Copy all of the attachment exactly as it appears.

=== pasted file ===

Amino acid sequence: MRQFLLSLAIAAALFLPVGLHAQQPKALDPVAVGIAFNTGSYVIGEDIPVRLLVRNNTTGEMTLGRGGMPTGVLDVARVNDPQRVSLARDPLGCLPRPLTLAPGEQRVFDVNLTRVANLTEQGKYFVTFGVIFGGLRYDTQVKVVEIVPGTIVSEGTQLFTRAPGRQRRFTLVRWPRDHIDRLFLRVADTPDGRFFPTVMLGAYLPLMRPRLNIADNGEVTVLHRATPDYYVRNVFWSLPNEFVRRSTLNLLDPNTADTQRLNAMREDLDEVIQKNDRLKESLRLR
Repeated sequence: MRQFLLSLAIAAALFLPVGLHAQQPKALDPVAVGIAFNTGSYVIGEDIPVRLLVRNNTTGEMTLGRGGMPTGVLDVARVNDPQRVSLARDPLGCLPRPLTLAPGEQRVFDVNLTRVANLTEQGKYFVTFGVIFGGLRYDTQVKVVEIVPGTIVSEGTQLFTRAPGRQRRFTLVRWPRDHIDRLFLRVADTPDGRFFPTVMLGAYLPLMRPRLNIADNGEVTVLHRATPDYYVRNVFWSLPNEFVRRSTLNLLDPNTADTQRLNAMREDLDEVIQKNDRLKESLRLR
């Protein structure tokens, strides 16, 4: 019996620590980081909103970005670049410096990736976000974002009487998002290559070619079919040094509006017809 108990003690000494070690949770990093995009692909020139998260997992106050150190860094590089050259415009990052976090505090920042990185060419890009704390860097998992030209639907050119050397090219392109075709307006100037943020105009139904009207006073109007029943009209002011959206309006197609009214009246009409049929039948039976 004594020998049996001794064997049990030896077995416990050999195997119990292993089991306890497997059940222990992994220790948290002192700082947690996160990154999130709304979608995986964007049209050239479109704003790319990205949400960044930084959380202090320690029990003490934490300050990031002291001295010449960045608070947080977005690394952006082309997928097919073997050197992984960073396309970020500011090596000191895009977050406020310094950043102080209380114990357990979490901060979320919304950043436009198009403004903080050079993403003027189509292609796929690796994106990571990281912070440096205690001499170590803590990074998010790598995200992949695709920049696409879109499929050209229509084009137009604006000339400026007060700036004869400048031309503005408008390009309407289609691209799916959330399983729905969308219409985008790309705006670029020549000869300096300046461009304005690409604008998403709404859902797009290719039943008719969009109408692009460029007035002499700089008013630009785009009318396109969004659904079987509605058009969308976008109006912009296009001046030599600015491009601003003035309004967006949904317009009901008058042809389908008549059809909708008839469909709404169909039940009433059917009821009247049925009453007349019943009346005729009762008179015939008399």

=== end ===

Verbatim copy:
Amino acid sequence: MRQFLLSLAIAAALFLPVGLHAQQPKALDPVAVGIAFNTGSYVIGEDIPVRLLVRNNTTGEMTLGRGGMPTGVLDVARVNDPQRVSLARDPLGCLPRPLTLAPGEQRVFDVNLTRVANLTEQGKYFVTFGVIFGGLRYDTQVKVVEIVPGTIVSEGTQLFTRAPGRQRRFTLVRWPRDHIDRLFLRVADTPDGRFFPTVMLGAYLPLMRPRLNIADNGEVTVLHRATPDYYVRNVFWSLPNEFVRRSTLNLLDPNTADTQRLNAMREDLDEVIQKNDRLKESLRLR
Repeated sequence: MRQFLLSLAIAAALFLPVGLHAQQPKALDPVAVGIAFNTGSYVIGEDIPVRLLVRNNTTGEMTLGRGGMPTGVLDVARVNDPQRVSLARDPLGCLPRPLTLAPGEQRVFDVNLTRVANLTEQGKYFVTFGVIFGGLRYDTQVKVVEIVPGTIVSEGTQLFTRAPGRQRRFTLVRWPRDHIDRLFLRVADTPDGRFFPTVMLGAYLPLMRPRLNIADNGEVTVLHRATPDYYVRNVFWSLPNEFVRRSTLNLLDPNTADTQRLNAMREDLDEVIQKNDRLKESLRLR
């Protein structure tokens, strides 16, 4: 019996620590980081909103970005670049410096990736976000974002009487998002290559070619079919040094509006017809 108990003690000494070690949770990093995009692909020139998260997992106050150190860094590089050259415009990052976090505090920042990185060419890009704390860097998992030209639907050119050397090219392109075709307006100037943020105009139904009207006073109007029943009209002011959206309006197609009214009246009409049929039948039976 004594020998049996001794064997049990030896077995416990050999195997119990292993089991306890497997059940222990992994220790948290002192700082947690996160990154999130709304979608995986964007049209050239479109704003790319990205949400960044930084959380202090320690029990003490934490300050990031002291001295010449960045608070947080977005690394952006082309997928097919073997050197992984960073396309970020500011090596000191895009977050406020310094950043102080209380114990357990979490901060979320919304950043436009198009403004903080050079993403003027189509292609796929690796994106990571990281912070440096205690001499170590803590990074998010790598995200992949695709920049696409879109499929050209229509084009137009604006000339400026007060700036004869400048031309503005408008390009309407289609691209799916959330399983729905969308219409985008790309705006670029020549000869300096300046461009304005690409604008998403709404859902797009290719039943008719969009109408692009460029007035002499700089008013630009785009009318396109969004659904079987509605058009969308976008109006912009296009001046030599600015491009601003003035309004967006949904317009009901008058042809389908008549059809909708008839469909709404169909039940009433059917009821009247049925009453007349019943009346005729009762008179015939008399």